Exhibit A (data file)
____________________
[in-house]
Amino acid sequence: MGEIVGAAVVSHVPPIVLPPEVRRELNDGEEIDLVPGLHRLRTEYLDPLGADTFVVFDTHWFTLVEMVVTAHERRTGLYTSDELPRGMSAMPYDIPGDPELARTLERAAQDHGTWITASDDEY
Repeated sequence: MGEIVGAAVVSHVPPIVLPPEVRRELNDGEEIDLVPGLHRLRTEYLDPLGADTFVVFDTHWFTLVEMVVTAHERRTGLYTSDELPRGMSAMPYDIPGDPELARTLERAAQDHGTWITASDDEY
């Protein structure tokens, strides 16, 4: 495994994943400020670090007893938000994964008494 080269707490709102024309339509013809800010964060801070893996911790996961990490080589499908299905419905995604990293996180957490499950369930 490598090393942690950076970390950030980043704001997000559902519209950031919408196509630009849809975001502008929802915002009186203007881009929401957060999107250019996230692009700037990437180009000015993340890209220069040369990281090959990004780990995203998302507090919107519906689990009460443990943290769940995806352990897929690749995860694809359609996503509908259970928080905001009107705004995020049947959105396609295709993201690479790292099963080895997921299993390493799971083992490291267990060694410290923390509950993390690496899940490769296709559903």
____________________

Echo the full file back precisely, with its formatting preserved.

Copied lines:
[in-house]
Amino acid sequence: MGEIVGAAVVSHVPPIVLPPEVRRELNDGEEIDLVPGLHRLRTEYLDPLGADTFVVFDTHWFTLVEMVVTAHERRTGLYTSDELPRGMSAMPYDIPGDPELARTLERAAQDHGTWITASDDEY
Repeated sequence: MGEIVGAAVVSHVPPIVLPPEVRRELNDGEEIDLVPGLHRLRTEYLDPLGADTFVVFDTHWFTLVEMVVTAHERRTGLYTSDELPRGMSAMPYDIPGDPELARTLERAAQDHGTWITASDDEY
């Protein structure tokens, strides 16, 4: 495994994943400020670090007893938000994964008494 080269707490709102024309339509013809800010964060801070893996911790996961990490080589499908299905419905995604990293996180957490499950369930 490598090393942690950076970390950030980043704001997000559902519209950031919408196509630009849809975001502008929802915002009186203007881009929401957060999107250019996230692009700037990437180009000015993340890209220069040369990281090959990004780990995203998302507090919107519906689990009460443990943290769940995806352990897929690749995860694809359609996503509908259970928080905001009107705004995020049947959105396609295709993201690479790292099963080895997921299993390493799971083992490291267990060694410290923390509950993390690496899940490769296709559903």